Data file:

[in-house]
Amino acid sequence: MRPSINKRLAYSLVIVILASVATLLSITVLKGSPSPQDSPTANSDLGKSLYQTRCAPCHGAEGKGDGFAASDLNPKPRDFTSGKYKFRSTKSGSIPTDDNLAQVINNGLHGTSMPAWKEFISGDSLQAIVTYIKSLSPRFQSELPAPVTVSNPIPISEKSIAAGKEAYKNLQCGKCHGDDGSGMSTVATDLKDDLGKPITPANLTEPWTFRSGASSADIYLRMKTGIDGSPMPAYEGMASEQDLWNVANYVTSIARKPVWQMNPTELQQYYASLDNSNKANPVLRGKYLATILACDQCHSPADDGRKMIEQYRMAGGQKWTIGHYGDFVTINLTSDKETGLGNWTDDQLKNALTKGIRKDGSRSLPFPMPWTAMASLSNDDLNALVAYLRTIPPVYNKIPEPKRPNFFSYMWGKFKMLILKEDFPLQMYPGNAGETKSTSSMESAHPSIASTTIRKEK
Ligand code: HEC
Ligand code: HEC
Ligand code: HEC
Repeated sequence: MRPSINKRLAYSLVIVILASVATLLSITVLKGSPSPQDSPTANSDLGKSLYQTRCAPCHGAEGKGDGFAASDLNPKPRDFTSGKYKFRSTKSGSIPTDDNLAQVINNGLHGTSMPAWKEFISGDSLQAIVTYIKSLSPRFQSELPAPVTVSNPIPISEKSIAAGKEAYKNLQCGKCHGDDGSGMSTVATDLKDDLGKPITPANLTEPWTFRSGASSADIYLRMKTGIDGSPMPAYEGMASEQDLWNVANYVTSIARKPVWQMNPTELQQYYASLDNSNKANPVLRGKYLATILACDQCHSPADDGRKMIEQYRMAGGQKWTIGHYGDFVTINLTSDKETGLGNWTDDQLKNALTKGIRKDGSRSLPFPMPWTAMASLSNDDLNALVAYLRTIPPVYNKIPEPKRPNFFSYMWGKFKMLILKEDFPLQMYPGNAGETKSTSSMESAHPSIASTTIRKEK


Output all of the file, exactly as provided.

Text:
[in-house]
Amino acid sequence: MRPSINKRLAYSLVIVILASVATLLSITVLKGSPSPQDSPTANSDLGKSLYQTRCAPCHGAEGKGDGFAASDLNPKPRDFTSGKYKFRSTKSGSIPTDDNLAQVINNGLHGTSMPAWKEFISGDSLQAIVTYIKSLSPRFQSELPAPVTVSNPIPISEKSIAAGKEAYKNLQCGKCHGDDGSGMSTVATDLKDDLGKPITPANLTEPWTFRSGASSADIYLRMKTGIDGSPMPAYEGMASEQDLWNVANYVTSIARKPVWQMNPTELQQYYASLDNSNKANPVLRGKYLATILACDQCHSPADDGRKMIEQYRMAGGQKWTIGHYGDFVTINLTSDKETGLGNWTDDQLKNALTKGIRKDGSRSLPFPMPWTAMASLSNDDLNALVAYLRTIPPVYNKIPEPKRPNFFSYMWGKFKMLILKEDFPLQMYPGNAGETKSTSSMESAHPSIASTTIRKEK
Ligand code: HEC
Ligand code: HEC
Ligand code: HEC
Repeated sequence: MRPSINKRLAYSLVIVILASVATLLSITVLKGSPSPQDSPTANSDLGKSLYQTRCAPCHGAEGKGDGFAASDLNPKPRDFTSGKYKFRSTKSGSIPTDDNLAQVINNGLHGTSMPAWKEFISGDSLQAIVTYIKSLSPRFQSELPAPVTVSNPIPISEKSIAAGKEAYKNLQCGKCHGDDGSGMSTVATDLKDDLGKPITPANLTEPWTFRSGASSADIYLRMKTGIDGSPMPAYEGMASEQDLWNVANYVTSIARKPVWQMNPTELQQYYASLDNSNKANPVLRGKYLATILACDQCHSPADDGRKMIEQYRMAGGQKWTIGHYGDFVTINLTSDKETGLGNWTDDQLKNALTKGIRKDGSRSLPFPMPWTAMASLSNDDLNALVAYLRTIPPVYNKIPEPKRPNFFSYMWGKFKMLILKEDFPLQMYPGNAGETKSTSSMESAHPSIASTTIRKEK